Education Endowment Foundation:EEF blog: The problem with problem-solving in maths

EEF blog: The problem with problem-solving in maths

EEF’s Kirstin Mulholland explores how practitioners can support pupils to problem-solve effectively using metacognition
Kirstin Mulholland
Kirstin Mulholland
Associate for school engagement and evidence use

Our maths content specialist, Kirstin Mulholland, explores how practitioners can support pupils to problem-solve effectively using metacognition. 

Blog •3 minutes •

I feel as though every time I have a conversation about maths with a teacher or school leader, problem-solving is identified as something we want to work on.

Pupils find it difficult. They don’t know where to start. They can’t apply learned strategies to a new context and can often resort to guesswork when their way ahead seems unclear. Sometimes, they even just freeze, like rabbits in the headlights, unable to take a step or move their learning forward without significant support from a peer or adult.

To make matters worse, there appears to be some evidence that this issue may be more pressing now than ever before. Partial school closures, and the need for remote learning due to the Covid pandemic, may have resulted in fewer opportunities for pupils to engage in mathematical talk, metacognitive activities, or to receive formative feedback. Consequently, many teachers seem to be finding that children may be less independent, and are experiencing even greater challenges in applying their learning to problem-solving contexts.

Early research
commissioned by the EEF indicated that mathematics learning was disproportionately affected by the impact of the pandemic – with a negative impact of –3months. Not only that, the impact appears to be more marked for pupils from disadvantaged backgrounds. More recently, some positive evidence, has shown that Year 1 children were only 1 month behind expectations in mathematics.

Is the problem specific to problem solving?

Part of the issue could well lie in the very nature of problem-solving. For example, What Works Clearinghouse’ defines problem-solving as the movement from a given state to a goal state with no obvious way or method for getting from one to the other’ (IES, 2018, p. 7).

I think this is useful because it emphasises the potential unpredictability of problem-solving. And because problems have no set routine or fixed and known procedure which can be used to solve them, this makes our job as teachers inherently difficult.

If problems have no fixed routine or problem-solving strategy and can consist of a potentially limitless combination of smaller steps, drawn from across multiple mathematical concepts, how can we possibly teach children how to solve them?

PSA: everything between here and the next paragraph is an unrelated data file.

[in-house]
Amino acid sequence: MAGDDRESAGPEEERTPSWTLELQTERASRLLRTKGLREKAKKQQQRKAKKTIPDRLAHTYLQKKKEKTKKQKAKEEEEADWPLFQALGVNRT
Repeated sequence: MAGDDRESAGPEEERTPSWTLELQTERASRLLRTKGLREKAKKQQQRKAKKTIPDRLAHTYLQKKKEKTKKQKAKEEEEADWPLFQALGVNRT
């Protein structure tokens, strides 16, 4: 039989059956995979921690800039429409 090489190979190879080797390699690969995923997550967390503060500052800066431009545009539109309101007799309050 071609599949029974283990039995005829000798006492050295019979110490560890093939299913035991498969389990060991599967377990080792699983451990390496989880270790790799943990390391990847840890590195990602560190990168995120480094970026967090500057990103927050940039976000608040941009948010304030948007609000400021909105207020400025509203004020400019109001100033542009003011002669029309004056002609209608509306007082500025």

Recommendation 3 of the EEF Improving Mathematics and Key Stages 2 and 3’ guidance report suggests some key actions that can help pupils to improve their skills in problem-solving. We need to:

- teach pupils to use and compare different approaches to problem-solving;
- show them how to interrogate and use their existing knowledge to solve problems;
- use worked examples to enable them to analyse the use of different strategies;
- encourage pupils to monitor, reflect on, and communicate their problem solving.

To me, this means that we need to spend more time talking about what we are doing and why.

For instance, rather than spending an hour’s lesson in completing a sequence of multiple different problems, with pupils working independently to correctly (or incorrectly) work through a series of tasks, we need to look at fewer problems, but in significantly greater detail. This would allow us to invest time in really drilling down into which strategies pupils use to solve specific elements of problems, and why, comparing these and reflecting upon which approaches are most effective.

By talking more – and perhaps doing’ less – we can provide the kinds of models that pupils need to think about the rationale behind some of the choices that they make. They can see how other learners approach problems, learn to critique them, and also gain insider knowledge into a broad range of ways in which peers, and adults, think about problems.

Working in this way could enable pupils to really move beyond learning how to solve a single, unique problem, and towards a more comprehensive – and ultimately useful – understanding of how problem-solving works, so that they can learn how to learn and to best utilise strategies for problem-solving. We can also begin to make those invisible processes of thinking and learning visible, demystifying these so that pupils can see first-hand what successful problem-solving looks like.

School teachers and leaders are agreed that we want to work on problem solving, so let’s concentrate on the what’ and the why’.